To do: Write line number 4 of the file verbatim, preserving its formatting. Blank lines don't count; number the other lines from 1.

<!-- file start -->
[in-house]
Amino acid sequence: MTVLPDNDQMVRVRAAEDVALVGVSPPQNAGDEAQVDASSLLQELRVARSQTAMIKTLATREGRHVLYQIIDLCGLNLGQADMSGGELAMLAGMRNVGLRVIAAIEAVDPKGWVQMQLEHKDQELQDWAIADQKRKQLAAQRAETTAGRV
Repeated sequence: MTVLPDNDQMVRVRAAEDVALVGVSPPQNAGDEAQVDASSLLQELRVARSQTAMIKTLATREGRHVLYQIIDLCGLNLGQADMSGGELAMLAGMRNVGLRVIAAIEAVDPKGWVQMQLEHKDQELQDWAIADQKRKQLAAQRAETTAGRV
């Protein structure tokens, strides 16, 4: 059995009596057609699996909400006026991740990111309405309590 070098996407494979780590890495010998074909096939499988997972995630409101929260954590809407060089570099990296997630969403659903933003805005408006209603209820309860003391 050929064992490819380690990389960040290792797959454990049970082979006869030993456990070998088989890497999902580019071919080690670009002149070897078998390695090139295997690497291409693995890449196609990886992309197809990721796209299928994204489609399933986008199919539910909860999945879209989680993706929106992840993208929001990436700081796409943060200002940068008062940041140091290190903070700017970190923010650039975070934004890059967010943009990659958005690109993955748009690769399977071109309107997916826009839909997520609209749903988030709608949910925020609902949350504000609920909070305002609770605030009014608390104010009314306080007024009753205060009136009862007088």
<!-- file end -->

């Protein structure tokens, strides 16, 4: 059995009596057609699996909400006026991740990111309405309590 070098996407494979780590890495010998074909096939499988997972995630409101929260954590809407060089570099990296997630969403659903933003805005408006209603209820309860003391 050929064992490819380690990389960040290792797959454990049970082979006869030993456990070998088989890497999902580019071919080690670009002149070897078998390695090139295997690497291409693995890449196609990886992309197809990721796209299928994204489609399933986008199919539910909860999945879209989680993706929106992840993208929001990436700081796409943060200002940068008062940041140091290190903070700017970190923010650039975070934004890059967010943009990659958005690109993955748009690769399977071109309107997916826009839909997520609209749903988030709608949910925020609902949350504000609920909070305002609770605030009014608390104010009314306080007024009753205060009136009862007088």